Less than two months after she was hired, Kim Cooley has been dismissed from her position as a humane officer with the Highland County Humane Society.
Jim Wikstrom, president of the Humane Society Board of Directors, said the board had a long meeting with Cooley Wednesday evening and then voted 3-2 to relieve her of her duties.
“We met for about two hours and talked in detail with Kim about the issue of her past citations. We wanted to get her full story about the incidents,” Wikstrom said. “Then we asked her to excuse us, and a close vote came back in favor of her termination. We thought it was in the best interest of the Highland County Humane Society that her position be terminated.”
Cooley, who had previously served as a volunteer with the Humane Society, was appointed as the county’s new humane officer on Jan. 4.
But shortly after The Times-Gazette published a story introducing her to the community, the newspaper learned that she has been charged six times since last April with allowing animals to run at large. All six charges were related to horses she has at her Sorg Road residence straying off of her property.
The latest charge came on Feb. 6 of this year. According to court records, that charge is still pending and there is a warrant out for Cooley’s arrest.
Wikstrom said he feels bad about the circumstances that led to Cooley’s dismissal, and that he thinks she is a good person. He said that Cooley had been an exemplary employee since she was hired as the humane officer and during her time as a colunteer. He also said that the society did not conduct a background check on her before she was hired, and that she did not disclose the charges to the board.
“There was a little extra baggage that was a little tough to relate to as far as her position as a humane officer,” Wikstrom said.
Cooley told the Times-Gazette recently that the problems allowing the horses to stray from her property have been fixed. She also said she believes they may stem from someone messing around on her property.
Wikstrom said that had the vote turned out in Cooley’s favor, the board had a list of things that she would have been required to address immediately. He said Cooley indicated that she was willing to comply with those requirements, but that the vote did not turn out in her favor.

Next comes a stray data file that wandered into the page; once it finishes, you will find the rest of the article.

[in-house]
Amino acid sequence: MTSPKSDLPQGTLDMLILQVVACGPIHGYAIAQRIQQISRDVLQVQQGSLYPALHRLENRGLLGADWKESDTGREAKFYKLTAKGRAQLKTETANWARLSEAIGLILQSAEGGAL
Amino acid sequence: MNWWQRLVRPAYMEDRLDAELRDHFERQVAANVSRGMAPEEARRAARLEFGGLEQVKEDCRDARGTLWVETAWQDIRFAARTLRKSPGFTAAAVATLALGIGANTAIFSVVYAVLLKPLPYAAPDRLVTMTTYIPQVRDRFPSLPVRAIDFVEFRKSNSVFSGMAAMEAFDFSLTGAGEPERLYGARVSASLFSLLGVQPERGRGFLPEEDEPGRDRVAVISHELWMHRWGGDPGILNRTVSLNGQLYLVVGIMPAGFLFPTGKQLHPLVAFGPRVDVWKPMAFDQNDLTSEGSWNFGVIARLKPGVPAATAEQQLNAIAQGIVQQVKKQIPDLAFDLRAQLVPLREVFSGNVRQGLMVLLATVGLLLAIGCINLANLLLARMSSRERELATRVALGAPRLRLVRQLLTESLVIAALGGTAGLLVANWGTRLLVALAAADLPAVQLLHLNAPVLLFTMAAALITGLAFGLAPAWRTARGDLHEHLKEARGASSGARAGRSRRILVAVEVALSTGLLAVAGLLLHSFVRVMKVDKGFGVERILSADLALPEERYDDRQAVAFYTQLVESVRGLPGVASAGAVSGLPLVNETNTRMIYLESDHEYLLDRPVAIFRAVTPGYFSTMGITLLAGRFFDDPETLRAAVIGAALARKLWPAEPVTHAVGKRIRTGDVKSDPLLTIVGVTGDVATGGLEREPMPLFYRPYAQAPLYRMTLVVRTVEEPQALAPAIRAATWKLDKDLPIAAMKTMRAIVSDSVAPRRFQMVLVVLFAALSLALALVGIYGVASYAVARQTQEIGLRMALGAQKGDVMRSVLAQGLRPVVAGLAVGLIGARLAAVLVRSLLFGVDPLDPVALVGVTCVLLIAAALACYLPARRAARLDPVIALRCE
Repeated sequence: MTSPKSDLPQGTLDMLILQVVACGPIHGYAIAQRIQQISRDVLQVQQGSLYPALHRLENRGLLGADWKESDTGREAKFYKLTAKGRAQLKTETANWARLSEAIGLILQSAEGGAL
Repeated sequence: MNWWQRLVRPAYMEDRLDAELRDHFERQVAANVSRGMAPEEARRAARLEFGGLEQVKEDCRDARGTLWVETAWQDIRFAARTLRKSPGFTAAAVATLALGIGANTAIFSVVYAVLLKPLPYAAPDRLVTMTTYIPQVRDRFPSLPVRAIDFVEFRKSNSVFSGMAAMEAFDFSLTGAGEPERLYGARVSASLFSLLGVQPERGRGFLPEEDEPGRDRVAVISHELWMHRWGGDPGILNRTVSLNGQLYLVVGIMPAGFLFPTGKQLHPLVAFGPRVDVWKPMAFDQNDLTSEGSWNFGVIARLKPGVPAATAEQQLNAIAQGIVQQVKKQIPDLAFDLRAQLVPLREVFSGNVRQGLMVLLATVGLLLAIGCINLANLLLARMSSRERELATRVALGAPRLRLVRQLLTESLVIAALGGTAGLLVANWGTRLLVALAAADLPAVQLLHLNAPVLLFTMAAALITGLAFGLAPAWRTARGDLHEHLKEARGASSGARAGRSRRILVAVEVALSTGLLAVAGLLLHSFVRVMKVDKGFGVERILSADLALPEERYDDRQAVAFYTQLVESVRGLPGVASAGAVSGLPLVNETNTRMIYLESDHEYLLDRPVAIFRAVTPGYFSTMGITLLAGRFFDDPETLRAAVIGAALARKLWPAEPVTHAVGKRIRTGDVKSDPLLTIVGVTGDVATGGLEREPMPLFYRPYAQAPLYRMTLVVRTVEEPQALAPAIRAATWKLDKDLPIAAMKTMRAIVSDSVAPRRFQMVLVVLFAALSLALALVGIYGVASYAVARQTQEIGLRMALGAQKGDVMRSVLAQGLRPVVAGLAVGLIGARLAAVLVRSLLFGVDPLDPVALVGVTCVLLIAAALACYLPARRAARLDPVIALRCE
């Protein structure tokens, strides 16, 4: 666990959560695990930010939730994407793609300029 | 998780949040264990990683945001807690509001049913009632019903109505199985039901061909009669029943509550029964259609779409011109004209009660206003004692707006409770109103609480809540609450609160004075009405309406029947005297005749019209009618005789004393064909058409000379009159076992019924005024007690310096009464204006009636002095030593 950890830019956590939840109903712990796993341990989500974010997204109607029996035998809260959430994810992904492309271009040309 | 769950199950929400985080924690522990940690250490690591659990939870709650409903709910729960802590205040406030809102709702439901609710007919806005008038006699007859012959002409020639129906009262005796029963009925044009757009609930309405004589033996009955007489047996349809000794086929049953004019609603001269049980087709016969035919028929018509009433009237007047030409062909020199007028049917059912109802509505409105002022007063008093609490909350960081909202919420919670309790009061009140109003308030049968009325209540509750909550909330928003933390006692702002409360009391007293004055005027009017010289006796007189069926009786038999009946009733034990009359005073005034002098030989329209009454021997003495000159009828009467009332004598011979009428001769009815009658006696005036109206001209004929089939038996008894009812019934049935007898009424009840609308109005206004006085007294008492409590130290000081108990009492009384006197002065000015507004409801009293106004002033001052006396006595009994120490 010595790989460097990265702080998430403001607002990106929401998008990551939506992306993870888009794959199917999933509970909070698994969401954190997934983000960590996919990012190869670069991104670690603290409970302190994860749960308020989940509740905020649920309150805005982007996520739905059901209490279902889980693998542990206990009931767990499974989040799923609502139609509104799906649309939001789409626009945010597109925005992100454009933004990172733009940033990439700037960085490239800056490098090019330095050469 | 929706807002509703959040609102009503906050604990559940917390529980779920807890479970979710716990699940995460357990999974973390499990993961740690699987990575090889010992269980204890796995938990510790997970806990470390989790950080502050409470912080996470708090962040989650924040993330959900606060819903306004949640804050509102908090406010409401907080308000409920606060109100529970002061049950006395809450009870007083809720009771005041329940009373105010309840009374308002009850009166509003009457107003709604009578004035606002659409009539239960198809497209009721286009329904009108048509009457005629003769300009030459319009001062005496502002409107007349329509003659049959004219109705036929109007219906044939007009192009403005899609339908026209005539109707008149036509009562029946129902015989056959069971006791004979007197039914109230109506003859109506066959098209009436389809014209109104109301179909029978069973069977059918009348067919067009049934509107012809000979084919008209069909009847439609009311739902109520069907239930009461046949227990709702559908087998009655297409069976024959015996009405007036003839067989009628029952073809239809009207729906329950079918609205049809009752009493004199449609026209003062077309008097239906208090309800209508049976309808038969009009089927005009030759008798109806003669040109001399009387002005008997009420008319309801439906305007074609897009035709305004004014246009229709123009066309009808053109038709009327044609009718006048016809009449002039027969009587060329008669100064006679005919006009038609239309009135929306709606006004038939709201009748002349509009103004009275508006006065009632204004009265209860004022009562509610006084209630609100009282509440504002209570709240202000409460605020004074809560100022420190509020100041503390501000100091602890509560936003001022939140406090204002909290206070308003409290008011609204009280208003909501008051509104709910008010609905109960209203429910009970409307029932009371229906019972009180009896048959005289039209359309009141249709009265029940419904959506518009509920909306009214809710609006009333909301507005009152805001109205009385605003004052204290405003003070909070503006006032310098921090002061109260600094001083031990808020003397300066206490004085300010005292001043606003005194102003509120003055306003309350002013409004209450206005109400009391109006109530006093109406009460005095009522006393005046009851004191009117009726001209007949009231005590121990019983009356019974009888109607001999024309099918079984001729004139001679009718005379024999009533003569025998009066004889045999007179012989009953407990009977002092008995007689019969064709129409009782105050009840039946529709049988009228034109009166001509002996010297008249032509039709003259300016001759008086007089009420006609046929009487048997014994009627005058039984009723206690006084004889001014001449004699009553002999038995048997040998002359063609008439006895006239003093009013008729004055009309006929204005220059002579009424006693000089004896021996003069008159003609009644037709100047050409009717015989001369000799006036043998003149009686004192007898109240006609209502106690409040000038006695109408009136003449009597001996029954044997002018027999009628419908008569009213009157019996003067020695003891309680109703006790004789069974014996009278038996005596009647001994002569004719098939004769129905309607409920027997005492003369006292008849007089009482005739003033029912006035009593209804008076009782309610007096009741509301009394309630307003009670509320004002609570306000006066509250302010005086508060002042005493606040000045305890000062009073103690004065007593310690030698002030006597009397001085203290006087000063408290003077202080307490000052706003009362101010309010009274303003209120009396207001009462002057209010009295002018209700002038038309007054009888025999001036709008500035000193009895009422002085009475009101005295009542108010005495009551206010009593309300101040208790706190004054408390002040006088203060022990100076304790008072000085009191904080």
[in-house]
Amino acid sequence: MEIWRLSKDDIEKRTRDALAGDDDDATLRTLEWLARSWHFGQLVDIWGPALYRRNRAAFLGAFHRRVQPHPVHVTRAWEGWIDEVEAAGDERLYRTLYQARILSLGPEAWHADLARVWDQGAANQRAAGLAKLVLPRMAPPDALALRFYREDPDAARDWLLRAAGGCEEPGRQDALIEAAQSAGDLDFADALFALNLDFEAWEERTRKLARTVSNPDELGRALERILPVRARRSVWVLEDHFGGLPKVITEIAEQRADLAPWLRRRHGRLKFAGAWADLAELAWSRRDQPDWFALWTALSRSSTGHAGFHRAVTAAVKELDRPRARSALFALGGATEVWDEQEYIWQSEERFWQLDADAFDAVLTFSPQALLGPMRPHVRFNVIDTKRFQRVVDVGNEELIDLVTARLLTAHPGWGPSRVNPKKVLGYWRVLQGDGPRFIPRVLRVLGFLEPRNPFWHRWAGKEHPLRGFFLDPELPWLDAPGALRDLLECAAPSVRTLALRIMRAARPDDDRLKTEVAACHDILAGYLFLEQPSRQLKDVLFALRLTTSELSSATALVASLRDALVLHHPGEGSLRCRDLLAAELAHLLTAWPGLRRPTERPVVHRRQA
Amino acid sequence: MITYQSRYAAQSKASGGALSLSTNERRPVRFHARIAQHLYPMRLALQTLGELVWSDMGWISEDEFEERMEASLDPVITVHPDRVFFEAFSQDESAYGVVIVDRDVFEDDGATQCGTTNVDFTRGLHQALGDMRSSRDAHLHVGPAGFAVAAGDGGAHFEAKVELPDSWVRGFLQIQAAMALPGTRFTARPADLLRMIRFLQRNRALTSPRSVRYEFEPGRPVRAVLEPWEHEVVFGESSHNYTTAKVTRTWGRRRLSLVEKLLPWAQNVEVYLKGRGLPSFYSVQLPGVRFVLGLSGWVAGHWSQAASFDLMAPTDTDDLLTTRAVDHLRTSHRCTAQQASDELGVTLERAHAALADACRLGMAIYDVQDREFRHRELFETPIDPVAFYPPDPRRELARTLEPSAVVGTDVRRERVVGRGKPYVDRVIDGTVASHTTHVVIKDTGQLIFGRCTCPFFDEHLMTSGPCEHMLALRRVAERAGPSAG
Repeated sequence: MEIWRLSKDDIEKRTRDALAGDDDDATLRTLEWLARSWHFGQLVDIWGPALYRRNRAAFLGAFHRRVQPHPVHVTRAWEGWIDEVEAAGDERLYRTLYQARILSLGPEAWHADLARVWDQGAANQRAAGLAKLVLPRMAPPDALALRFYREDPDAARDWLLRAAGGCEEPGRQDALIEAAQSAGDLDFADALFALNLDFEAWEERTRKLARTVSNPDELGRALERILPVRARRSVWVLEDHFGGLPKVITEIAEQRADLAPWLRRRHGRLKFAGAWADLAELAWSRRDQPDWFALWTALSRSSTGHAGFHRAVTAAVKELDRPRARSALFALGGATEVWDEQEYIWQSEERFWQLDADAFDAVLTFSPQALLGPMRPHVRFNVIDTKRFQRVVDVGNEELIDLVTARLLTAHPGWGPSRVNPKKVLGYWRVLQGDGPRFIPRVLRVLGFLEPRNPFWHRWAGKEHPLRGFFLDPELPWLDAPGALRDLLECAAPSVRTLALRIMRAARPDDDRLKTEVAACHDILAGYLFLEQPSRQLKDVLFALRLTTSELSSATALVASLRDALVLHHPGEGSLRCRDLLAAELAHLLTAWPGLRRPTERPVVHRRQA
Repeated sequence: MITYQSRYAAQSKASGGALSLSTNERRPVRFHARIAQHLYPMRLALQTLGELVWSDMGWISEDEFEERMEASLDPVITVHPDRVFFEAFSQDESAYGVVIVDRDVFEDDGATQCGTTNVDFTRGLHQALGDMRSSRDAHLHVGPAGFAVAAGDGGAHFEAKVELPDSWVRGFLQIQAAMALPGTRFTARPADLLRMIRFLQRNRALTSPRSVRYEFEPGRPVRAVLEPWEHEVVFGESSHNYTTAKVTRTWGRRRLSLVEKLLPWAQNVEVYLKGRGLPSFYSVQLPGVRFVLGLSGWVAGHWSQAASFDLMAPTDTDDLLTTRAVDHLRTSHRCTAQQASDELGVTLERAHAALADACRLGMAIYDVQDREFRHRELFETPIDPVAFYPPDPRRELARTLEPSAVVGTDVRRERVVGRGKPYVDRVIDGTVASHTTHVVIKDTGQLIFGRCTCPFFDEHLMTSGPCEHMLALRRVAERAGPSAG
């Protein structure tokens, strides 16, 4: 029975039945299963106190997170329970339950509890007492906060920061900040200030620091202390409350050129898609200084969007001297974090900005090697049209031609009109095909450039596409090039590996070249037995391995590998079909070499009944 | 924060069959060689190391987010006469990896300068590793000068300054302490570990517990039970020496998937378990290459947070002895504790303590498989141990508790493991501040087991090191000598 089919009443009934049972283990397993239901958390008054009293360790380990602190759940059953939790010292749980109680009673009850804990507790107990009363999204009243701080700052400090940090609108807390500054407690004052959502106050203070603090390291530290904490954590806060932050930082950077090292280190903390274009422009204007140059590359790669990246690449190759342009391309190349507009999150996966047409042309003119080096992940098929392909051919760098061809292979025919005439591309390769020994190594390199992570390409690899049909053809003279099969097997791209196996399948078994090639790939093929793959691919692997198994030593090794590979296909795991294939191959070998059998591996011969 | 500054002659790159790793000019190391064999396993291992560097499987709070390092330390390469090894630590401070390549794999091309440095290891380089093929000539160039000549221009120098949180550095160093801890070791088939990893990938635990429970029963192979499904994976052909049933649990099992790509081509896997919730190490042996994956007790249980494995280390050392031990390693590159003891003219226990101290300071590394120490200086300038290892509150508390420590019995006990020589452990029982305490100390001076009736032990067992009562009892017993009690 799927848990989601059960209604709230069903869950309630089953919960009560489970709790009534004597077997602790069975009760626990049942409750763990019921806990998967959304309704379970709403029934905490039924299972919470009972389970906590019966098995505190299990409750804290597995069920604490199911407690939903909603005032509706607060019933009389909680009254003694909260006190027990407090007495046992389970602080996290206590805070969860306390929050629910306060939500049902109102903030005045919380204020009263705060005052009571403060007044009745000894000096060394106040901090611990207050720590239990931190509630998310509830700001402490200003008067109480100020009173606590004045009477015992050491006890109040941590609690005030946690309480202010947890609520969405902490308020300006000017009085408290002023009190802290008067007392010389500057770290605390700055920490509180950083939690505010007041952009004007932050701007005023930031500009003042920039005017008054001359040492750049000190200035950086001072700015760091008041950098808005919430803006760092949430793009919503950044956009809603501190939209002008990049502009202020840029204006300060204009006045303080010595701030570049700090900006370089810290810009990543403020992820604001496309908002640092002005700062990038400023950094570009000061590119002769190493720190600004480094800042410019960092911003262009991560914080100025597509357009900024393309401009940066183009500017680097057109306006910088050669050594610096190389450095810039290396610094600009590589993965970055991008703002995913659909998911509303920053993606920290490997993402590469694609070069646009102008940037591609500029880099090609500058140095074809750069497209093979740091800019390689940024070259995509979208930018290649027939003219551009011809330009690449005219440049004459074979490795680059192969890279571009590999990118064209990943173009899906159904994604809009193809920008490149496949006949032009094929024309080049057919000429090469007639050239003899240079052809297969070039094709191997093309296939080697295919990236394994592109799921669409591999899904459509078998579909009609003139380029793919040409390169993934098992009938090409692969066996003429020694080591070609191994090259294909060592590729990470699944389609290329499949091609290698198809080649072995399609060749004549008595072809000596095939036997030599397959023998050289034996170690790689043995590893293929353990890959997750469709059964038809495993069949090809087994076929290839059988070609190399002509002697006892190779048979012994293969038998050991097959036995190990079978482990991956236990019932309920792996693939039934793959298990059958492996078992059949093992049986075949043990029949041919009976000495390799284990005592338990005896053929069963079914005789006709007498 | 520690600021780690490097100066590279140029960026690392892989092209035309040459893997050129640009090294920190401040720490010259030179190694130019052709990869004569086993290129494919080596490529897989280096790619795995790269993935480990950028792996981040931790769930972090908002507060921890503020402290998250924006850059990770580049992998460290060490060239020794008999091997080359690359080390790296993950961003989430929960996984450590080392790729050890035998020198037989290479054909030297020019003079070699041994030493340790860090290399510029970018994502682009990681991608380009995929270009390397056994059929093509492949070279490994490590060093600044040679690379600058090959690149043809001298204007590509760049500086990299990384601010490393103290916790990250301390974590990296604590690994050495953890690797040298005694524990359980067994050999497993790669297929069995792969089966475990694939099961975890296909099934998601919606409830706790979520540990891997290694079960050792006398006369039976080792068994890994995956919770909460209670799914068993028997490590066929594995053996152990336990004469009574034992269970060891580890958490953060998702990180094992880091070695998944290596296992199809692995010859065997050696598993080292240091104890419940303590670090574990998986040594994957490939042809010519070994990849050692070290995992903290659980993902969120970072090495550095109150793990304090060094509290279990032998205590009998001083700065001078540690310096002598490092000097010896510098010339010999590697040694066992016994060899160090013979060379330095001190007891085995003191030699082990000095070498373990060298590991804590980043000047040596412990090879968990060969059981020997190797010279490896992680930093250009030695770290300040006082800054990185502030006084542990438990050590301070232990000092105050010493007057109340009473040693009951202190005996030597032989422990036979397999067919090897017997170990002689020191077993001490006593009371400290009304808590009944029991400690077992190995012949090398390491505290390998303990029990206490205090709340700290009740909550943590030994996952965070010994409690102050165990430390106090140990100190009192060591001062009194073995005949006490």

Now, Wikstrom said, the society will turn its attention to finding a replacement for Cooley.
“The sooner the better. We’re always getting calls and we’d love to have someone in place as soon as possible,” Wikstrom said.
The Highland County humane officer is responsible for investigating reports of any type of animal being mistreated or not properly cared for in the county.
Wikstrom said the idea replacement would have empathy for mistreated animals, have an interest in dogs and cats, and be someone ready, “to take that to another level where they’re willing to investigate instances of neglect and cruelty.”
There is a three-day course a humane officer is required to complete at the Ohio Peace Officers Training Academy in London, Ohio, Wikstrom said, then they must pass a test. Anyone interested should contact the Highland County Humane Society Animal Shelter at 937-393-2110.
“We do a lot of good things at the shelter, and as I said before, we have to get over this little bump and get back to focusing on the good things that we do,” Wikstrom said.
Reach Jeff Gilliland at 937-402-2522 or on Twitter @13gillilandj.